Lowering the power and putting the VASER into pulsed mode efficiently breaks up and allows for fat removal, while preserving viability in the majority of fat cells, according to Dr. Wiener. The viability isn’t necessarily greater than what one would achieve with traditional liposuction, but, he says, the VASER has the advantage of separating the fat.

“With regular liposuction, when you look at what’s being suctioned there’s a water layer; then on top of that is the fat layer,” he says. “With the VASER, it’s almost creamy. There’s almost no distinction between the fat and the water. You’ve emulsified it. But the fat cells are still viable.”

NEXT: One Drop at a Time

 

One Drop at a Time

Surgeons transferring the now-emulsified fat from the VASER procedure to the buttocks or breast should do so one drop at a time, according to Dr. Wiener.

“You’re injecting that droplet of fat into the tissue and you want oxygen to get into that tissue immediately…, so it survives,” he says. “By separating the fat cells, we’re injecting this fat and those fat cells are kind of infiltrating into the tissue a lot easier. I think there’s a higher chance they’re getting more oxygen. Studies were done that show the VASER separates the fat into groups of anywhere from three to 10 cells. With that and because it’s all widely separated, theoretically you’re getting more oxygen to more fat cells. Ten to 12 years ago, we were losing the majority of our fat grafting. Now we know so much more about how to treat it. You’re being gentle with it every step of the way.”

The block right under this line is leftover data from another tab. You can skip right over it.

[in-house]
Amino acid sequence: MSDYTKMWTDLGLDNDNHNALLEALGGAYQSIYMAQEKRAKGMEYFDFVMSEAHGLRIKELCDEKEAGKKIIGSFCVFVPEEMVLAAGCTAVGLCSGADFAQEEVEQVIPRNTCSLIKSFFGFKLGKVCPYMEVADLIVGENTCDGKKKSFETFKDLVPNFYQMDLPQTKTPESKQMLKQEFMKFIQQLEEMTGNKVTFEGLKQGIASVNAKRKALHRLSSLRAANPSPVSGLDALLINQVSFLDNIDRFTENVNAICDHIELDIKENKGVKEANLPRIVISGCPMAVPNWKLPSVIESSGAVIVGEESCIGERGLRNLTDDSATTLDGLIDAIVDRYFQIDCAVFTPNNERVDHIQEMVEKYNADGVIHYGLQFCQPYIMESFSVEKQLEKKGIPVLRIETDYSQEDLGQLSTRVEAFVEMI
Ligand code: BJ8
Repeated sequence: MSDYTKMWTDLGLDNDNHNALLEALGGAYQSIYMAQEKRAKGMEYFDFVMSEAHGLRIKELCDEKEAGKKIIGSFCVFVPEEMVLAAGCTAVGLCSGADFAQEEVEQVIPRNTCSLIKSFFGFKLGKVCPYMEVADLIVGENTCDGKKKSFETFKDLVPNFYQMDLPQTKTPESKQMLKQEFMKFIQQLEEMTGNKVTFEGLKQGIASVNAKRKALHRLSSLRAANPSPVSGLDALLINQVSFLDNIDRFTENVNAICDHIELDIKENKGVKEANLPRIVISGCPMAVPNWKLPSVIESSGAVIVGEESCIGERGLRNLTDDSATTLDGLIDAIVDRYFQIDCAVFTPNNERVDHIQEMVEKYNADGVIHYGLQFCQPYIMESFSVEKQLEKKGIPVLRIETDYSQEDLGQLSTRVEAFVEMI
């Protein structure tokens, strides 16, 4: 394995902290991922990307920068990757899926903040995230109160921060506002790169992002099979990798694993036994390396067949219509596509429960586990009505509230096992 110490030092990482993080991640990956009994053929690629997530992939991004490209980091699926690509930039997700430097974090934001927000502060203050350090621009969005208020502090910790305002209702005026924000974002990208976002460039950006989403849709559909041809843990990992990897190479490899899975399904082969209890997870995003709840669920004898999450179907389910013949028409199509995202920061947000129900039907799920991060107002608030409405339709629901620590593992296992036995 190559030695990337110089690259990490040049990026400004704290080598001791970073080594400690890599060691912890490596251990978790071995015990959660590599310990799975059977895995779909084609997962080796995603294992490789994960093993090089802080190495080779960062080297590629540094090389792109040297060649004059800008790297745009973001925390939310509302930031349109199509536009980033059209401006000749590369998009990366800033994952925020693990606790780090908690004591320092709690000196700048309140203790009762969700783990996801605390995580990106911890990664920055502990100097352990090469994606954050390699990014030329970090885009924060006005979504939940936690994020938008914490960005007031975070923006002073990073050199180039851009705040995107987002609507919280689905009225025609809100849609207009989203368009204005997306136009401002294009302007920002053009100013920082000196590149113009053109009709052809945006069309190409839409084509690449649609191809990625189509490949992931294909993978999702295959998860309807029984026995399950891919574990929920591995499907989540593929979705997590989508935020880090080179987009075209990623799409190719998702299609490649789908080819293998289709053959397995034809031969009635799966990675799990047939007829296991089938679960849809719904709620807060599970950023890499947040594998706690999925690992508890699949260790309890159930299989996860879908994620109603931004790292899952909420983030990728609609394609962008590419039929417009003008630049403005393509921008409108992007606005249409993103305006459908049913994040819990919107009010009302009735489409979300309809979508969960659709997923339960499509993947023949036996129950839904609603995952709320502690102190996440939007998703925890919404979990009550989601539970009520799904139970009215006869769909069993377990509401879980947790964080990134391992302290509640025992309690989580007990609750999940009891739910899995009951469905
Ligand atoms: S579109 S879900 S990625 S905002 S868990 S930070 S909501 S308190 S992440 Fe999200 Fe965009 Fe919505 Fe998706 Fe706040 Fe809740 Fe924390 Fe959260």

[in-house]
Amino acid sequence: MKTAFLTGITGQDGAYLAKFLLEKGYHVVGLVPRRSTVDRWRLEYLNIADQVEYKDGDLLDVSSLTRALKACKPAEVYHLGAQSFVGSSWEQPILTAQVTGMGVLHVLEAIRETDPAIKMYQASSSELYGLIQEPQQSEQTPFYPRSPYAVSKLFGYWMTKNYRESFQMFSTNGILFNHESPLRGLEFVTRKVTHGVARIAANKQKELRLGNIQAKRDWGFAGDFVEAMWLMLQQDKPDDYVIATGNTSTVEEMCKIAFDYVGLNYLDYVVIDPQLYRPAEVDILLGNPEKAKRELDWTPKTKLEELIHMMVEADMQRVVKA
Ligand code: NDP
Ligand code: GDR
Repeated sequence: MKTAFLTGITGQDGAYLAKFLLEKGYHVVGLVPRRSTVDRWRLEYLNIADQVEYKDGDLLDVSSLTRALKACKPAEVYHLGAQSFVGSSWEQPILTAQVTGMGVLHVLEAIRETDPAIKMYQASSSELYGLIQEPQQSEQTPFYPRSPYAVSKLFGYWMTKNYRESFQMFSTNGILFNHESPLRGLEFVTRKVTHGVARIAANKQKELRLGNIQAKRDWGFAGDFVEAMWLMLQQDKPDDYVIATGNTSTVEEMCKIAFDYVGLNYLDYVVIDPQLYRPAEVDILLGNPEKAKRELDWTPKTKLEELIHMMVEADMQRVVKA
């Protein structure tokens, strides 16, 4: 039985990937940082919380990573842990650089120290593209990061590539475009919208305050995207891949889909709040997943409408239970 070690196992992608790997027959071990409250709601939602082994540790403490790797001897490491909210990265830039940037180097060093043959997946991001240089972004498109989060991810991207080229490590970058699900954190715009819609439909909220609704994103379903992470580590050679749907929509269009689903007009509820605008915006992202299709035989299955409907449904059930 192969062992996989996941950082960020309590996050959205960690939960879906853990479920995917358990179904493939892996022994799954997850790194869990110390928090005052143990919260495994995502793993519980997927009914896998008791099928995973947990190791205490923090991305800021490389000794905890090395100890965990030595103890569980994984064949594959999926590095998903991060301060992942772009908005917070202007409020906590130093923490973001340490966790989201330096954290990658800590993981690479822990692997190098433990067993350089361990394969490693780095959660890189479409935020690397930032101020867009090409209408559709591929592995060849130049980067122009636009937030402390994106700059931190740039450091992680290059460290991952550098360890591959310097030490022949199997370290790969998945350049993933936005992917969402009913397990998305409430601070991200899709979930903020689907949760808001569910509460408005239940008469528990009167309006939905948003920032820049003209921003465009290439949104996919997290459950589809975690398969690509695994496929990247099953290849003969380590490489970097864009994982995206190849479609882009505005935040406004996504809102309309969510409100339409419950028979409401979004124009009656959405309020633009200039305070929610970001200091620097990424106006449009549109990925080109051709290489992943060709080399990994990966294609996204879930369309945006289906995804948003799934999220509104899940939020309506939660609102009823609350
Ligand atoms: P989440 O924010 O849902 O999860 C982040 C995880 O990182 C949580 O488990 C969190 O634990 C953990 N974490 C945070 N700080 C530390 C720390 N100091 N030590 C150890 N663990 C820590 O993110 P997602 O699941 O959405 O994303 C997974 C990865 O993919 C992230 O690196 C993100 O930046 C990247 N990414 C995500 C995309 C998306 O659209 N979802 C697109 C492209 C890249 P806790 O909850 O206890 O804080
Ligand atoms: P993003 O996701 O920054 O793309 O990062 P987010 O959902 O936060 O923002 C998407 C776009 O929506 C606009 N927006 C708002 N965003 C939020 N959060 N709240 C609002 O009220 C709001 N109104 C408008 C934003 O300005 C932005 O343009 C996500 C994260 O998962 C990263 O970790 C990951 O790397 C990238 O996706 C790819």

Despite good and predictable results using the VASER to transfer fats to the buttocks and breasts, Dr. Wiener says that he hasn’t had a good reason veer from standard facial fat transfer techniques to the face.

“The main difference with facial fat transfer is you’re taking a cannula basically and harvesting on just syringe pressure. We’re not using a machine. It’s kind of more a gentle process, in and of itself,” he says.